Whether you’ve lived in your area for years or just a few weeks, getting to know your community can feel a little awkward. It’s like making a new friend. Outside of work and home life, your habits may limit you to a certain routine.
Trying free summer activities in the community, like watching a movie or a play in the park, give you an opportunity to do something new, fun, and frugal.
In this list, you won’t see anything new in terms of location, and what’s offered will vary by community. However, you may find some unique suggestions for new things to try regarding these five free summer activities.
1. Community Center Pool
Swimming in the pool at the community center probably brings back a few childhood memories. However, it’s not just an activity for the little ones or seniors.
- Bring allowed toys to the pool, and have fun with friends and family.
- Read a book or listen to a podcast as you catch the sun by the pool for a change of scene.
- Use this time to swim as another form of exercise.
2. Fitness Classes and Activities
Many locations offer free or sliding scale fitness classes; whether it’s a private gym, YWCA/YMCA, dojo, community center, community theater, or dance studio.
Did you know that some dance studios also offer self-defense classes for women? Some community centers offer their own organized fitness or outdoor sports activities. Even community theaters may have you running around while you improv or offer stage combat as a class. It’s worth visiting the website or social media pages of locations like this in your community to see what’s on the calendar for the summer.
- Attend a self-defense class at a dojo or dance studio.
- Join an outdoor sports activity or class at a community center.
- Take advantage of a gym’s free class pass for the day.
3. Art or Cultural Museum
We are guilty of talking about visiting the museum but not doing it. While not all museums are free, many do offer a free museum day at least once a month that make their offerings truly accessible to the community. Additionally, many museums also organize both free and paid exhibits, as well as lectures. Visit the website of your city or preferred art or cultural museum online to learn more, or give them a call.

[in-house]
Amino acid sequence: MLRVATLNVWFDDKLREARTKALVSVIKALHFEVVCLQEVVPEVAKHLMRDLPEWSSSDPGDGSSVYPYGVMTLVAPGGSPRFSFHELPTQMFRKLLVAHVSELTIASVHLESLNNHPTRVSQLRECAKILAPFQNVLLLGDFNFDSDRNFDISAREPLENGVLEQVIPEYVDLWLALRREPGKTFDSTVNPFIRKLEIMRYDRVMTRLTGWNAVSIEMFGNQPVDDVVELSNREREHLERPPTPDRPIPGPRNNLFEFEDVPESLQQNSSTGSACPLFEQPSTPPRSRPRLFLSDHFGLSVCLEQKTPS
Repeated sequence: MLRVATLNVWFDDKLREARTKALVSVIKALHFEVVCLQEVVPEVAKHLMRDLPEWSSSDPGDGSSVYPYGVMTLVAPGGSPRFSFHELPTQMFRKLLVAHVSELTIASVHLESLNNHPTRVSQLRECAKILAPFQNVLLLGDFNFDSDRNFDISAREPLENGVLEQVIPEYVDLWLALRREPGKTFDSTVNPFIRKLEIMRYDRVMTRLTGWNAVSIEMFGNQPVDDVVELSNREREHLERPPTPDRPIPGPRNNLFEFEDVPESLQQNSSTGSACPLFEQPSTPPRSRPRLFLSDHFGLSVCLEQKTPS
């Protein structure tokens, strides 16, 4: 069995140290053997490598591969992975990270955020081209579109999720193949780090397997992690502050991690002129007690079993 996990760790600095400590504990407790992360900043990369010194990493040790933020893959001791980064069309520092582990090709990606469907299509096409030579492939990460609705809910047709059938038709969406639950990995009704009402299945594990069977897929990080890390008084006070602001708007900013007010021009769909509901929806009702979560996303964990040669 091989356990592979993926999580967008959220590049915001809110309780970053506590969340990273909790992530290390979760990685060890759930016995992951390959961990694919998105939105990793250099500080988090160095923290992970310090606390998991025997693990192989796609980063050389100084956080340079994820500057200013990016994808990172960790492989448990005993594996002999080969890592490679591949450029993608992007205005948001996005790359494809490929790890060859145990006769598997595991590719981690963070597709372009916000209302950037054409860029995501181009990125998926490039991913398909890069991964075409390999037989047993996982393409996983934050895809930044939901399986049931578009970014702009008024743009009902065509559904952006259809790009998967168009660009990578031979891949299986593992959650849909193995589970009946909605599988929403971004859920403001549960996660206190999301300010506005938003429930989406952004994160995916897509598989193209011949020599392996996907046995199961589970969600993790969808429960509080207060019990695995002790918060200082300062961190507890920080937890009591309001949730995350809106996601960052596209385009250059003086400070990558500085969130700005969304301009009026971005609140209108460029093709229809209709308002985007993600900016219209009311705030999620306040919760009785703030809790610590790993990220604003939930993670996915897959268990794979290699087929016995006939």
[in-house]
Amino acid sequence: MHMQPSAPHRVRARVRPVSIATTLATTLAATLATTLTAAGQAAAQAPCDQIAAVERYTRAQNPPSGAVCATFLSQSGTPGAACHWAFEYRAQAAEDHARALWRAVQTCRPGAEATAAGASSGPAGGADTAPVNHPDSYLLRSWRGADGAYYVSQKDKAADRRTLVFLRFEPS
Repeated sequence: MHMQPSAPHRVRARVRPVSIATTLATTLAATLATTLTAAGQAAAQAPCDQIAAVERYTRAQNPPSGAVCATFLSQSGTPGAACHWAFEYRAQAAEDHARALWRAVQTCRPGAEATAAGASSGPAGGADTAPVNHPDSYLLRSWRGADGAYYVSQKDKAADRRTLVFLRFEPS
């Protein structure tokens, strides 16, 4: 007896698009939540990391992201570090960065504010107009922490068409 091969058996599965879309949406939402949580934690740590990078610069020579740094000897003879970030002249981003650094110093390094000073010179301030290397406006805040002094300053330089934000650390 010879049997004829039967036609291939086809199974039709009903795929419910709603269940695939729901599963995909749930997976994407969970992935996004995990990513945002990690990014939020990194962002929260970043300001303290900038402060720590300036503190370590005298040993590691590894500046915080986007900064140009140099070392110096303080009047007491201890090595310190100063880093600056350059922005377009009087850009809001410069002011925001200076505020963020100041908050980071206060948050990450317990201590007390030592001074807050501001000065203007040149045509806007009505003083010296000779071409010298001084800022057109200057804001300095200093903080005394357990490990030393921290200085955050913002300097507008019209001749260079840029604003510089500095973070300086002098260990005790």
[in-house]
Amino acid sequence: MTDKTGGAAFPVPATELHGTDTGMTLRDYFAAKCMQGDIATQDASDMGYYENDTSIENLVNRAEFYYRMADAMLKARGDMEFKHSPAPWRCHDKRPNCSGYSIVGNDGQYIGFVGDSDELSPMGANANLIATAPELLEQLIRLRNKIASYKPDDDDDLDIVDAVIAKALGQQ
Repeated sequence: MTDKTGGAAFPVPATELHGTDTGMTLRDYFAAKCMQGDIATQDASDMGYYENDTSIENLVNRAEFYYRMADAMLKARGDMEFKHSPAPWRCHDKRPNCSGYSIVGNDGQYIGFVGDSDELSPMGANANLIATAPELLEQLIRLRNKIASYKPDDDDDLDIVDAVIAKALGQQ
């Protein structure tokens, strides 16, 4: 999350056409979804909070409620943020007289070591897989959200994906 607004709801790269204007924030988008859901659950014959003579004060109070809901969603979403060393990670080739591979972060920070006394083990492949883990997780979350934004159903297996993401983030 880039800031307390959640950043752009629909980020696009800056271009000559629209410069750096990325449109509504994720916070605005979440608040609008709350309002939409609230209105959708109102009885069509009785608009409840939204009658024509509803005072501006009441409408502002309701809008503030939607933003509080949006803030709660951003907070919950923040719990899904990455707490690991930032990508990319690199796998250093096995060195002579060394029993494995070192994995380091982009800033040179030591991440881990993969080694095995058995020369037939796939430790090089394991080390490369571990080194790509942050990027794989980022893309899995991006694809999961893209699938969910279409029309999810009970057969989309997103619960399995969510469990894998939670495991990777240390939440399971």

Art/Cultural Museum Activities
- Collect a list of free museums and plan a Museum Day. Visit as many museums as you can.
- Go to a free lecture at a museum.
- Learn about an artist or historical figure in advance. See if you can relate their life to their artwork or how much your knowledge matches the tour guides in a sort of “personal trivia” challenge.
Your city website should have a list of all parks, hours, and locations online. There are many types of parks. Many parks are greenways or feature extensive gardens or some artwork installations. Parks also offer free activities during the summer, such as a film in the park, or you can bring your own activity.
- Picnic in the park with card games.
- Visit a disc golf park.
- Try to identify plants in the park with the help of an app or book.
Summer is a time where people may also suffer from food insecurity and other needs, not just in the winter. It’s an excellent time to give back. Donating is always a nice thing to do, but volunteering helps connect you with others as you build your community together.
- Volunteer at a food bank or other food insecurity program in your city. Some programs place 24/7 community fridges in neighborhoods, and you can volunteer to stock the fridges or help harvest produce at farms that donate to the program.
- Use skills that you’re good at to better the community. Teach a computer class at a senior center. Help underskilled job seekers with their resume if you have a background in HR.
- Volunteer for the community garden or at your local library and read to kids.